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Why the pharmacy cuts case focused on sandwiches and shampoo

After three days of evidence, revelations and "spiky" exchanges, C+D picks out the most memorable moments in the NPA and PSNC's legal challenge to the funding cuts in England.

1) The "insider" revelation

On the first day of proceedings, the High Court was presented with a heavily redacted 53-page government document, which revealed that senior Department of Health (DH) officials were advised about pharmacy's financial situation by an unknown sector insider in July 2015.

The minutes from the meeting describe the insider as having "experience of buying, selling and managing pharmacy businesses".

Community pharmacist Chris Mckendrick called for the full un-redacted document – and the name of the sector insider – to be made public.

"How can redacted documents mean 'full disclosure'?" he asked on the C+D website.

Read the full story here.

 

2) Prime Minister was "concerned" about pharmacy funding cuts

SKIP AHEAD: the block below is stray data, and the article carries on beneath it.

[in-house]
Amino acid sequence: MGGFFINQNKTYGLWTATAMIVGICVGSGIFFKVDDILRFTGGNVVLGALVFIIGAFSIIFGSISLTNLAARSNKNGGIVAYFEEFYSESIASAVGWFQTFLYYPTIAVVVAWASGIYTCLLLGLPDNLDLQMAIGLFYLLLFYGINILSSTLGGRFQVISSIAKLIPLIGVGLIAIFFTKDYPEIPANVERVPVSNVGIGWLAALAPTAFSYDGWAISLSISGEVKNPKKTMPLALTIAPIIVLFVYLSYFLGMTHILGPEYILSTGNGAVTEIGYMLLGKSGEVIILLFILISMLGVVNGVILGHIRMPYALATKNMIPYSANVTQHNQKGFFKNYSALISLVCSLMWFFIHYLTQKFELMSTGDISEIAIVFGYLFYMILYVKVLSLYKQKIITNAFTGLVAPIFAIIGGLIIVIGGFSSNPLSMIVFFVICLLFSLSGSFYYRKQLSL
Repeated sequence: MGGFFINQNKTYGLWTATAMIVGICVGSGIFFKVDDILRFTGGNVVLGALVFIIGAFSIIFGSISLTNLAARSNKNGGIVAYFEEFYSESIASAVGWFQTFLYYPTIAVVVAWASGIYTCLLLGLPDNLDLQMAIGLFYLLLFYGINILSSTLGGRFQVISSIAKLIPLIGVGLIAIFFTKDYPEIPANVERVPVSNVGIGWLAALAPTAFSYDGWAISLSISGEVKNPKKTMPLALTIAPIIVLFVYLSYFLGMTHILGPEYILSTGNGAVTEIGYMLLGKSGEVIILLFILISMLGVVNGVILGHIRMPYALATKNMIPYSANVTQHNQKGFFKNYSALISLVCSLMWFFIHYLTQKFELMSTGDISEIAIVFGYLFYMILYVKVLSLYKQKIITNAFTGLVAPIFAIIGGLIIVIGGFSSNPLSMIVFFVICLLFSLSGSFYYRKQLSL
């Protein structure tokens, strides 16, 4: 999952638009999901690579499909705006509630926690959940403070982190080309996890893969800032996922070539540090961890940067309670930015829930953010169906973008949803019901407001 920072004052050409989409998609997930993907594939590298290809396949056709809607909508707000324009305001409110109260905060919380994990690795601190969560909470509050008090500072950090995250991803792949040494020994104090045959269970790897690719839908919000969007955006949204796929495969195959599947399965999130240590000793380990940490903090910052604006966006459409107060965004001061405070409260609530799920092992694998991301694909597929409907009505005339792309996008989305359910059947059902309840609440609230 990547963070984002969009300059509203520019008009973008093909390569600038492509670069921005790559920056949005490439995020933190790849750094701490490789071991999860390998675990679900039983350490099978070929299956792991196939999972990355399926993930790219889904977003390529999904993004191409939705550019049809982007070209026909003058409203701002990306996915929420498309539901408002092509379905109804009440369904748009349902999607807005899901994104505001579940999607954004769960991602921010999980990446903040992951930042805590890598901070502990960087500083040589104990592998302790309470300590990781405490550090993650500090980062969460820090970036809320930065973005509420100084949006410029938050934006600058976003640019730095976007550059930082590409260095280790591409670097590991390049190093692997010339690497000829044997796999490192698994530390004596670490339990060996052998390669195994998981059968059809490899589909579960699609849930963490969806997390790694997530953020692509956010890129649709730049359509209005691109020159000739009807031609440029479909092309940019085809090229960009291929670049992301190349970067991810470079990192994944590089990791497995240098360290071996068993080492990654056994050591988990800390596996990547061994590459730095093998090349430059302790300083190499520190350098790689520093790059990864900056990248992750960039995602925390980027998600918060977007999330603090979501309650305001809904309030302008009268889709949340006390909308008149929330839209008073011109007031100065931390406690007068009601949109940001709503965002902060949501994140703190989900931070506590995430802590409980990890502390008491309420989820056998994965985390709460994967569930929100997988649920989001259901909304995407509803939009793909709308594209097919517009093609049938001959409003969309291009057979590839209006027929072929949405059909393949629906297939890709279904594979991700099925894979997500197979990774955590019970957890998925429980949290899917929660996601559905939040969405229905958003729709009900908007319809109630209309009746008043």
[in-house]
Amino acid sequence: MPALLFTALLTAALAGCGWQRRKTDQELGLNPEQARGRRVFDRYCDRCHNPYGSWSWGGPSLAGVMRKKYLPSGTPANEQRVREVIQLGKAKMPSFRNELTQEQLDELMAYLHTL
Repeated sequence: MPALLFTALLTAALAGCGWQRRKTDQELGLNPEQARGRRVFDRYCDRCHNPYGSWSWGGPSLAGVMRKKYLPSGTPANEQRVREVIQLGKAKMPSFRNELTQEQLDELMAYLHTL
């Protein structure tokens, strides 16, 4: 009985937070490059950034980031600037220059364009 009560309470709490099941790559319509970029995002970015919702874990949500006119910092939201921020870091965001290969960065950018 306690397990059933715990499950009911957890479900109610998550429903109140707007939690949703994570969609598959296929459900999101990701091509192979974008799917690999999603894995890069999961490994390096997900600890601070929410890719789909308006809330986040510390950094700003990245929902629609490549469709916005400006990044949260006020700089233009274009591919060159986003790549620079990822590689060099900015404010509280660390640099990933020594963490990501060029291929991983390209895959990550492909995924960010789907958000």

Day two and another – as the National Pharmacy Association's (NPA) Stephen Fishwick described – "sensational document" comes to light. This time a letter from chancellor Philip Hammond to Theresa May, reassuring her over the funding cuts.

According to the letter – which can be read here – the Prime Minister was “concerned about the cuts and their potential effects on small and medium-sized enterprises”.

Find out how Mr Hammond convinced Ms May here.

Watch Mr Fishwick summarise the NPA's reaction to this letter here.

 

3) Pharmacy staff "do shampoo"


This comment, made by the DH's lawyer James Eadie on the final day of proceedings, certainly caused a reaction on Twitter, and even prompted an outburst from one court attendee.

 

4) A "fag packet" plan for pharmacy

While otherwise reserved, the Pharmaceutical Services Negotiating Committee's (PSNC) lawyer Alison Foster's description of the government's ill-conceived plans for the sector was used on a couple of occasions during the week.

 

5) "Spiky" exchanges

Court attendees suggest that at times the exchanges between judge Justice Collins and Mr Eadie became a little heated... 

 

6) #Sandwichgate

Mr Eadie's attempt to suggest that pharmacies don't just provide health services – by exclaiming "Boots in Waterloo sells sandwiches" – sparked some comic reactions on Twitter:

 

What next?

 

Watch C+D's deputy news editor Annabelle Collins wrap up the three days in court here

And finally...

What do you think the outcome of the High Court hearing will be?

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